The "Flare" Pan is a saucepan designed by University of Oxford engineer Thomas Povey that borrows design aspects from jet and rocket engines to burn hotter and more quickly than a conventional pan would over the same flame. It also looks pretty space age-y, which we can obviously get behind.

The story goes that Povey, who designs cooling systems for jet engines, was on a mountaineering trip, struggling to get a pot of water to boil at altitude, when the idea for the Flare pan came to him. He and his students tinkered with the design for three years before settling on the product you see in the video above: a cast aluminum saucepan with a series of tapered fins encircling its perimeter.


With a conventional pan, explains Povey, the flame from a stove rises up around the pan "and a lot of that heat is dissipated into the environment. With a Flare Pan, the fins capture a lot of heat that would otherwise be wasted." According to Povey, the pans use about a third the gas and cooks roughly 30% faster than comparable, standard cookware. That means they're cheaper and quicker to use than conventional pans, a fact that has garnered Povey's pots a 2014 Hawley Award from the Worshipful Company of Engineers for "the most outstanding engineering innovation that delivers demonstrable benefit to the environment."

We can't help but wonder if Povey's idea for the Flare Pan came to him while using something like a Jetboil, a compact cooking system commonly used by mountaineers to – you guessed it – boil water quickly at altitude [Ed. Note: We asked Povey about this and he responded, see below]. It, too, features a fin system to transfer heat more efficiently from the burner to the heating vessel, operating "like a radiator in reverse." Jetboil calls its patented fin system a "FluxRing." It looks like this:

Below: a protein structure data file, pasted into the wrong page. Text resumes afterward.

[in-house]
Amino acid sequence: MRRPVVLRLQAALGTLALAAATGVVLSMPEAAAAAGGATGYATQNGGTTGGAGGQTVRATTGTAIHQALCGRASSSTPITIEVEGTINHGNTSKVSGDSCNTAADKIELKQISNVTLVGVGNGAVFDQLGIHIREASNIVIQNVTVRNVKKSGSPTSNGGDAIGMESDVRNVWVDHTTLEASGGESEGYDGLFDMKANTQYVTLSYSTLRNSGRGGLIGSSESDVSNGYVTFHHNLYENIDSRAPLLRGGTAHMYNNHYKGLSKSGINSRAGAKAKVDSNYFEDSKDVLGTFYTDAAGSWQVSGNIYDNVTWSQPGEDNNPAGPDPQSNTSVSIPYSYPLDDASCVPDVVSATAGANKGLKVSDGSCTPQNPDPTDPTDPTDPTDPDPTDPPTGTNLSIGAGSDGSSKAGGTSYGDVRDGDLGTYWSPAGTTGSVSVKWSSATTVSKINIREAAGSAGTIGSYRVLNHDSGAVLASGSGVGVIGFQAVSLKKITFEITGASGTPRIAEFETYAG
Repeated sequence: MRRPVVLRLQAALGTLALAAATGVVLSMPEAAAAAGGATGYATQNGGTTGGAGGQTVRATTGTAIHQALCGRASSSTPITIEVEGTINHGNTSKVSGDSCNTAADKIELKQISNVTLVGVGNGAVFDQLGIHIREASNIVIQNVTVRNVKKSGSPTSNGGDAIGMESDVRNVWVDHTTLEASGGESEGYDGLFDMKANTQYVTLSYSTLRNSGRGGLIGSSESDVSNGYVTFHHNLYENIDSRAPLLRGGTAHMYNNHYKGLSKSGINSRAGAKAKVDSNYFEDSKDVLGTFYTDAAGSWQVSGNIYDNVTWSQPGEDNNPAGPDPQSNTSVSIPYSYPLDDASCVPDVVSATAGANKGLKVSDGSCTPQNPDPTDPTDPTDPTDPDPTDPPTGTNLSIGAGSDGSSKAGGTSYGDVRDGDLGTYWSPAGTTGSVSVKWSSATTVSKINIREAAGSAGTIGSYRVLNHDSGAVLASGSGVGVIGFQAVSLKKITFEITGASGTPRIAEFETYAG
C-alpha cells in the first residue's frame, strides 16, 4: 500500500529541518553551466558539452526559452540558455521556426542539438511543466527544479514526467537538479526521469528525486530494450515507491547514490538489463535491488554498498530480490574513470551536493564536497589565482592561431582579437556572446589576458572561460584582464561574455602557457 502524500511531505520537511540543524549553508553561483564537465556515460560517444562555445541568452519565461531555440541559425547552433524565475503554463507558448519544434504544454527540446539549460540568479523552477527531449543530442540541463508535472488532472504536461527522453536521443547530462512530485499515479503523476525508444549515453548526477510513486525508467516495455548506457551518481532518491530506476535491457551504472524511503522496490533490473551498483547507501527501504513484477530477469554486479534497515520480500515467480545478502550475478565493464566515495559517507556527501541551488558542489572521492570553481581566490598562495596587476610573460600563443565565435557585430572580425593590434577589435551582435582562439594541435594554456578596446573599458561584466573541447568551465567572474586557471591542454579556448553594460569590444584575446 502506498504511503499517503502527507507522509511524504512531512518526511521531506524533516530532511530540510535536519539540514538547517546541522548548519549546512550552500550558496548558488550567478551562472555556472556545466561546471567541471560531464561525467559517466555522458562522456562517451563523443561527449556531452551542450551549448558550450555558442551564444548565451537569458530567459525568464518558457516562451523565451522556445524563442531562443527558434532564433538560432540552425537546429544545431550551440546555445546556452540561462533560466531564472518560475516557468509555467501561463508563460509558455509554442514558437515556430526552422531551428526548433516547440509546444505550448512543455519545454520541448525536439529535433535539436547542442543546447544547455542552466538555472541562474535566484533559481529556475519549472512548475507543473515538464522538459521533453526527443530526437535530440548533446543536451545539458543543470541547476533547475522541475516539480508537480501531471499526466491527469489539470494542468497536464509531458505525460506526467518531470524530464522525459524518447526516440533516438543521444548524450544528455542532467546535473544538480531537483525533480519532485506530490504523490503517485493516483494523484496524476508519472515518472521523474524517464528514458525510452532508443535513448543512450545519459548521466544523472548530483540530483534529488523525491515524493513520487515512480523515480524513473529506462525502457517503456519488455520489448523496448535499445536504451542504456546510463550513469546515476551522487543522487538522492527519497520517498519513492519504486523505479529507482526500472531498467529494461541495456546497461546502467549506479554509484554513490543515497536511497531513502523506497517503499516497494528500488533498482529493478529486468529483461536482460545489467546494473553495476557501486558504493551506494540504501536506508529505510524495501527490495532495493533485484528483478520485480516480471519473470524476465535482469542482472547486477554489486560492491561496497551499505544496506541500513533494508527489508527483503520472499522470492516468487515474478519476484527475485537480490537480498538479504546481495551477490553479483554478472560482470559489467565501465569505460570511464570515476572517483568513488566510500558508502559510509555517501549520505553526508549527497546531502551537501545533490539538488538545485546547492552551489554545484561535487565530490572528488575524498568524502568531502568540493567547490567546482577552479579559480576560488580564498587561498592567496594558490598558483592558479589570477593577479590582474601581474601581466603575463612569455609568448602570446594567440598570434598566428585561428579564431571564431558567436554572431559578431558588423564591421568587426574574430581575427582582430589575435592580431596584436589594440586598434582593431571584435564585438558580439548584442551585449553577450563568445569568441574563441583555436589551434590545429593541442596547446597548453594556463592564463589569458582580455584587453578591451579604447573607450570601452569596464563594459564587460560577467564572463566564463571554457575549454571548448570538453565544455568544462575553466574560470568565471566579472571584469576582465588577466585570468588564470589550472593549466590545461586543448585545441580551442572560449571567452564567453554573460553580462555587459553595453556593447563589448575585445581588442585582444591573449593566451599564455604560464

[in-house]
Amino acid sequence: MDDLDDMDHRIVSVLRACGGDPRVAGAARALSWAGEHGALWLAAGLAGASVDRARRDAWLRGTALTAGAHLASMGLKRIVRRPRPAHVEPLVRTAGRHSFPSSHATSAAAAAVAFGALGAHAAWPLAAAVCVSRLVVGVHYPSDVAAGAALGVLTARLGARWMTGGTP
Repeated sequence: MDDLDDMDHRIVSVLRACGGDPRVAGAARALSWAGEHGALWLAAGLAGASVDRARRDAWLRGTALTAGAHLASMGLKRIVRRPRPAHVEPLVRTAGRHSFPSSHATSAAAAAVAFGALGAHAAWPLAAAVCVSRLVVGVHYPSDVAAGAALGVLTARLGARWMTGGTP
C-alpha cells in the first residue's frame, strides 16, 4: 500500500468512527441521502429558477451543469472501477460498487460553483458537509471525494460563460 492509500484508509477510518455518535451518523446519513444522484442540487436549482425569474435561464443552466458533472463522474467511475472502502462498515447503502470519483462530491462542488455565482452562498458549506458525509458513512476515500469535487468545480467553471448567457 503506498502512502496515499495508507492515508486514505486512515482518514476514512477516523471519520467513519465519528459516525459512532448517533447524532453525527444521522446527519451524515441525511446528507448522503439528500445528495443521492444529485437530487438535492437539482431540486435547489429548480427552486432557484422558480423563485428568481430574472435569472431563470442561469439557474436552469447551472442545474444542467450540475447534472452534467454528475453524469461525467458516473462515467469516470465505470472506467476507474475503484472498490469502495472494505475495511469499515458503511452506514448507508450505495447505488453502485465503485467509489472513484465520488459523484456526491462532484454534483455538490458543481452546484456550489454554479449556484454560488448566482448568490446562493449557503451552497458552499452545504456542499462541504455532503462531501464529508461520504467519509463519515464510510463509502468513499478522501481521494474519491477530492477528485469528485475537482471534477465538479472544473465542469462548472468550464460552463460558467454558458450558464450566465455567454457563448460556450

The Flare Pan went on preorder (shipping late August) Wednesday through U.K. kitchenware store Lakeland. Prices start at around $85 and go up from there.

Update: In response to our questions about the Flare Pan's similarity to the Jetboil and similar mountaineering stoves, Povey wrote:

I was actually working on this project before the Jetboil was patented, with designs very similar to the Jetboil, so that was not — as you speculate — the inspiration, but is certainly a great product which good design and function - I own one myself. More recently we started to look at household applications, where the optimisation problem is more difficult (needs to work on conventional gas stove, needs to be cleanable, look good, durable in kitchen environment). The design that resulted is the result of that rather different optimisation challenge.

More on better food and drink through science:

H/t L.A. Times